There is also a 45 - 503, which was designed around the spec from the 44-503. In simply looking at the pictures of one, it might have a bit shorter nose on it, but still in all carries the rest of the attributes of equal driving bands, and one lube groove. As with the other two, it also came with the option of HP pins, which give it quite a bit more versatility.

Whether or not they were cut to the exact dimensions or not, I cannot say, and don't think anyone else is saying so either. Since I don't have access to one of Mr Keith's personal molds I also cannot compare them.

I can say this however, the best thing about the MP molds is the option to pour three different HP versions and the Solid in a "Keith Type" bullet. Having poured and shot quite a few of the ones listed above, I can honestly say, that I doubt very seriously that Mr. Keith would have any issues what so ever putting some of any of them downrange.

June 20, 2012, 06:47 AM
Last deer I shot with one out of my S&W 25-5 didn't think so. Tasted good too.

June 20, 2012, 07:10 AM
As I understand it, true 'Keith' also has a meplat that is 70% of caliber...

My question about a Keith in a lever action isn't so much about 'cycling' per se, but interest in what the bullet looks like after the round is chambered...

Just wondering if the 'sharp' leading band gets a spot shaved, or if the meplat gets a ding at 12 o'clock due to it's large size and carrier angle...

June 20, 2012, 09:33 AM
hang fire,

You know not of what you speak. To quote Glen Fryxell, who has forgotten more about cast bullets than we are ever likely to know:

Dave Scovill (of Handloader Magazine) took this evolution one step further and took the .45 Keith SWC back to its roots -- full-length and 3 equal width driving bands. Thus was born the RCBS 45-270-SAA. My mould drops bullets that weigh 282 grains when cast of wheel-weight alloy. Now THIS is a real hunting bullet! Editor Scovill likes to shoot his bullet over either 16.5 grains of 2400 or 13.0 grains of Blue Dot. The most accurate load I have found to date is 13.0 grains of HS-6, which generates 1050-1100 fps from my Blackhawks (do not shoot this load in SAA‚s, I would guess this load is probably running around 22,000 psi, which I consider to be maximum for the S&W N-frame .45 Colts, obviously the Rugers can handle these pressures with ease). A Keith meplat, coupled with over 280 grain of bullet metal, traveling at the speed of sound -- there are very few critters in North American capable of stopping a bullet of that description. I really like this bullet.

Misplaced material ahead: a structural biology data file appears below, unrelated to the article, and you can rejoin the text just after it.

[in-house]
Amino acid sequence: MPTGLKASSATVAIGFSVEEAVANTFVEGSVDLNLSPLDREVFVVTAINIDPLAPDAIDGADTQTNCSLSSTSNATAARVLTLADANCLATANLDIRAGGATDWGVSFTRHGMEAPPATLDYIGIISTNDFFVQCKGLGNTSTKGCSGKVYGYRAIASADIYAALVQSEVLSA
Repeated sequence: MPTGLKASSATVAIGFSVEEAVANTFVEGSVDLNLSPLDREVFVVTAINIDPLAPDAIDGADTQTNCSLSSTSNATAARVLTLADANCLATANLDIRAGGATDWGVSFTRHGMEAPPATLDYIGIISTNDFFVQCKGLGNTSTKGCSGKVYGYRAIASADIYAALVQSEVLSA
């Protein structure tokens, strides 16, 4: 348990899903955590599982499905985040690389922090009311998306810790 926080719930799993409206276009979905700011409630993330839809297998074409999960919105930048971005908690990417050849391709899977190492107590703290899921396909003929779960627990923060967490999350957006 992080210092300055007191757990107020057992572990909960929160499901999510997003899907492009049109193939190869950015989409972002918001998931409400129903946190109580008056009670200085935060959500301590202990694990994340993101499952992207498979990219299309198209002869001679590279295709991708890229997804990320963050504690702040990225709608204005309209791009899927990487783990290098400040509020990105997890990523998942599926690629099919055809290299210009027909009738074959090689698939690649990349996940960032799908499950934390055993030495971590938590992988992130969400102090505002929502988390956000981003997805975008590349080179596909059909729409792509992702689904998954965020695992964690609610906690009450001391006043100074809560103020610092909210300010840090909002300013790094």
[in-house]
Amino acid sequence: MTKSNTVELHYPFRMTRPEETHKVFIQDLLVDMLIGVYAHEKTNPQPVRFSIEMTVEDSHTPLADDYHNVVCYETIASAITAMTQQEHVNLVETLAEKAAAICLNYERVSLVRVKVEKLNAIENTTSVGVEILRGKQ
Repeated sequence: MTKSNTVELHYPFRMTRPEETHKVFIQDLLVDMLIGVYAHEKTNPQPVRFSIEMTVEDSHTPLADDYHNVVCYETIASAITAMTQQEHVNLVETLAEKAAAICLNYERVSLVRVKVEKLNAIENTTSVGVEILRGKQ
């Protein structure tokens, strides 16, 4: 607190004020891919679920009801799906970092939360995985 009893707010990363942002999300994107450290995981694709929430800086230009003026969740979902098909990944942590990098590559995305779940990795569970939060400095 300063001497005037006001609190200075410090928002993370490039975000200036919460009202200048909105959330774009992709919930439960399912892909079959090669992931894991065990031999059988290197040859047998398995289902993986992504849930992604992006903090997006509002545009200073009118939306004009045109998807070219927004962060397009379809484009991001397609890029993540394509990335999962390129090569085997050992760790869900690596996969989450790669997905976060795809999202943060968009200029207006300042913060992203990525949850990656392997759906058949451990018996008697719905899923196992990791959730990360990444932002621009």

Since this bullet is basically nothing more than the bullet that Dave Scovill designed based on EK's original design, it is indeed a "Keith bullet" in every way.


hang fire
June 20, 2012, 10:28 AM
Is my thought that Keith handgun boolits carried most of their weight forward of the crimping groove.

June 20, 2012, 11:49 AM
I used to cast Keith bullets commercially but gave it up last year. The business did really well until the components got hard to find. After barely surviving for a year I closed the doors and moved on. I did however keep all the equipment should I ever change my mind.

The bullets are excellent choices for just about anything you could want and they are all I shoot out of my own revolvers.

June 20, 2012, 12:05 PM
The basic criteria for what constitutes a "Keith" bullet are generally considered to be: 3 equal width driving bands, a broad meplat, a radiused ogive, beveled crimp groove, and a square-cut lube groove.


June 20, 2012, 12:16 PM
Whether we're referring to the generalized term or the specific term, I have yet to read a post proclaiming Keith *style* bullets are outdated.

I prefer them myself. I'm a bit flustered because I ordered a bunch of round nose flat point bullets before testing my lever rifle on my current stash of LSWCs. I figured the shoulder on the cartridge wouldn't sysle well. Turns out it shoots the LSWCs fine.